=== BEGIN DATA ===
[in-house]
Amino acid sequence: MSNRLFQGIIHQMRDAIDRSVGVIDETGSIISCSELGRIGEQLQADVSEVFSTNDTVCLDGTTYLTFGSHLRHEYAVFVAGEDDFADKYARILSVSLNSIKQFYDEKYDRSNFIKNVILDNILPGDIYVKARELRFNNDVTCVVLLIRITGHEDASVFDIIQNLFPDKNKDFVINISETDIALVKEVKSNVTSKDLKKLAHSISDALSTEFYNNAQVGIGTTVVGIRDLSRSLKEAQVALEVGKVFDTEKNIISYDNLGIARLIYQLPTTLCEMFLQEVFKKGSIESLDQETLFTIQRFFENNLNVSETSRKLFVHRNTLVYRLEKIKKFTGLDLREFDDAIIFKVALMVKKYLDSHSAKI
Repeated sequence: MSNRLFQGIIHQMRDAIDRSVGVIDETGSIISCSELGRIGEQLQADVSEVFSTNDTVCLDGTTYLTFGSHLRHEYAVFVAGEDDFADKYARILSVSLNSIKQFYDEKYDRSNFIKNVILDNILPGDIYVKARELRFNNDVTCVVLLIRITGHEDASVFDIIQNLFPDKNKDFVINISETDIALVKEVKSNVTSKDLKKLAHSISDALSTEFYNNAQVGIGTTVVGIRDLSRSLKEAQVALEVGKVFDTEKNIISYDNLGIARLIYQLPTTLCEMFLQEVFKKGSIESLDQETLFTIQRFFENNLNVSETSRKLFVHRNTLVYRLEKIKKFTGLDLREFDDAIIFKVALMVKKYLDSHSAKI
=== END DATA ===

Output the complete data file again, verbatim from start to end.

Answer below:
[in-house]
Amino acid sequence: MSNRLFQGIIHQMRDAIDRSVGVIDETGSIISCSELGRIGEQLQADVSEVFSTNDTVCLDGTTYLTFGSHLRHEYAVFVAGEDDFADKYARILSVSLNSIKQFYDEKYDRSNFIKNVILDNILPGDIYVKARELRFNNDVTCVVLLIRITGHEDASVFDIIQNLFPDKNKDFVINISETDIALVKEVKSNVTSKDLKKLAHSISDALSTEFYNNAQVGIGTTVVGIRDLSRSLKEAQVALEVGKVFDTEKNIISYDNLGIARLIYQLPTTLCEMFLQEVFKKGSIESLDQETLFTIQRFFENNLNVSETSRKLFVHRNTLVYRLEKIKKFTGLDLREFDDAIIFKVALMVKKYLDSHSAKI
Repeated sequence: MSNRLFQGIIHQMRDAIDRSVGVIDETGSIISCSELGRIGEQLQADVSEVFSTNDTVCLDGTTYLTFGSHLRHEYAVFVAGEDDFADKYARILSVSLNSIKQFYDEKYDRSNFIKNVILDNILPGDIYVKARELRFNNDVTCVVLLIRITGHEDASVFDIIQNLFPDKNKDFVINISETDIALVKEVKSNVTSKDLKKLAHSISDALSTEFYNNAQVGIGTTVVGIRDLSRSLKEAQVALEVGKVFDTEKNIISYDNLGIARLIYQLPTTLCEMFLQEVFKKGSIESLDQETLFTIQRFFENNLNVSETSRKLFVHRNTLVYRLEKIKKFTGLDLREFDDAIIFKVALMVKKYLDSHSAKI